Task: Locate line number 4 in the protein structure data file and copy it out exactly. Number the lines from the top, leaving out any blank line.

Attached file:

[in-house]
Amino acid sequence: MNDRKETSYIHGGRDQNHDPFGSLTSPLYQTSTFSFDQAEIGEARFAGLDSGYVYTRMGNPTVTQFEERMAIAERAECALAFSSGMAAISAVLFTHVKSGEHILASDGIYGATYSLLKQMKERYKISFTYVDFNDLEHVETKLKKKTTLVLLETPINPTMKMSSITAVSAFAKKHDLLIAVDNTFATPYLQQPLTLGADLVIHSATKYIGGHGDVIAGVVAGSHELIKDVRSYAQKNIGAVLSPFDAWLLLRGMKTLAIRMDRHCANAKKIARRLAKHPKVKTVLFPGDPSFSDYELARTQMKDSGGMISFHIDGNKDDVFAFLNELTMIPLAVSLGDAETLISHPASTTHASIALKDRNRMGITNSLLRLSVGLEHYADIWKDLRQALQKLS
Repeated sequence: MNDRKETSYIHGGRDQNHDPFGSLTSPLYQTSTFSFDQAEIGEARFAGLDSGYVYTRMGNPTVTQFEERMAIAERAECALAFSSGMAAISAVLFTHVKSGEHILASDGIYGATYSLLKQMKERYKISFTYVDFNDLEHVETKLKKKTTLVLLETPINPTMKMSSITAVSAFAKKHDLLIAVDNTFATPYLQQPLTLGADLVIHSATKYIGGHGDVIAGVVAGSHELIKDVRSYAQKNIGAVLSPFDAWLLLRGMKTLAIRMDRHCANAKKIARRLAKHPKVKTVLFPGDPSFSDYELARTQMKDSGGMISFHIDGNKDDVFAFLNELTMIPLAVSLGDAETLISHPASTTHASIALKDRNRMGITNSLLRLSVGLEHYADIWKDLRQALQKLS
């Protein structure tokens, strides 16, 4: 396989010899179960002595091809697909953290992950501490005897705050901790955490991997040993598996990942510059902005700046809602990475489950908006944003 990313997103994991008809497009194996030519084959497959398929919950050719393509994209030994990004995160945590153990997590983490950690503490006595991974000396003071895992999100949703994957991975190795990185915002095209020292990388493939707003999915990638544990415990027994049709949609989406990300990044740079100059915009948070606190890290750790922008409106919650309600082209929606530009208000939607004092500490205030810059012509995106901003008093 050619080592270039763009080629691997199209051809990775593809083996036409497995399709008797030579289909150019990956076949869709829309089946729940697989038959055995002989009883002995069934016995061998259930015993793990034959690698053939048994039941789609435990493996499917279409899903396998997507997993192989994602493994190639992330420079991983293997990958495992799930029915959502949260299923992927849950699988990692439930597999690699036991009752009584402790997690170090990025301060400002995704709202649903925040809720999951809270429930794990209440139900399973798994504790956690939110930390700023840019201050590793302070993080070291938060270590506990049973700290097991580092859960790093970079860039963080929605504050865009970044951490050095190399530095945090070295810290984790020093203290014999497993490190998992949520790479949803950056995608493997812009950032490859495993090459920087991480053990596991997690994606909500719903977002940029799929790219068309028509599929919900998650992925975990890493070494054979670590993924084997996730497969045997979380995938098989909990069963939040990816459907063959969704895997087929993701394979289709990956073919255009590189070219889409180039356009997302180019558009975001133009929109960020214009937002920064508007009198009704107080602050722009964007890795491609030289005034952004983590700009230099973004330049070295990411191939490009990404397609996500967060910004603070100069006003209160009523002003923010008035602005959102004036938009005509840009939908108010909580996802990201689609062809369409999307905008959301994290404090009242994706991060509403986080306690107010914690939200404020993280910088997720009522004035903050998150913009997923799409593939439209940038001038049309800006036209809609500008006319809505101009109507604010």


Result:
């Protein structure tokens, strides 16, 4: 396989010899179960002595091809697909953290992950501490005897705050901790955490991997040993598996990942510059902005700046809602990475489950908006944003 990313997103994991008809497009194996030519084959497959398929919950050719393509994209030994990004995160945590153990997590983490950690503490006595991974000396003071895992999100949703994957991975190795990185915002095209020292990388493939707003999915990638544990415990027994049709949609989406990300990044740079100059915009948070606190890290750790922008409106919650309600082209929606530009208000939607004092500490205030810059012509995106901003008093 050619080592270039763009080629691997199209051809990775593809083996036409497995399709008797030579289909150019990956076949869709829309089946729940697989038959055995002989009883002995069934016995061998259930015993793990034959690698053939048994039941789609435990493996499917279409899903396998997507997993192989994602493994190639992330420079991983293997990958495992799930029915959502949260299923992927849950699988990692439930597999690699036991009752009584402790997690170090990025301060400002995704709202649903925040809720999951809270429930794990209440139900399973798994504790956690939110930390700023840019201050590793302070993080070291938060270590506990049973700290097991580092859960790093970079860039963080929605504050865009970044951490050095190399530095945090070295810290984790020093203290014999497993490190998992949520790479949803950056995608493997812009950032490859495993090459920087991480053990596991997690994606909500719903977002940029799929790219068309028509599929919900998650992925975990890493070494054979670590993924084997996730497969045997979380995938098989909990069963939040990816459907063959969704895997087929993701394979289709990956073919255009590189070219889409180039356009997302180019558009975001133009929109960020214009937002920064508007009198009704107080602050722009964007890795491609030289005034952004983590700009230099973004330049070295990411191939490009990404397609996500967060910004603070100069006003209160009523002003923010008035602005959102004036938009005509840009939908108010909580996802990201689609062809369409999307905008959301994290404090009242994706991060509403986080306690107010914690939200404020993280910088997720009522004035903050998150913009997923799409593939439209940038001038049309800006036209809609500008006319809505101009109507604010």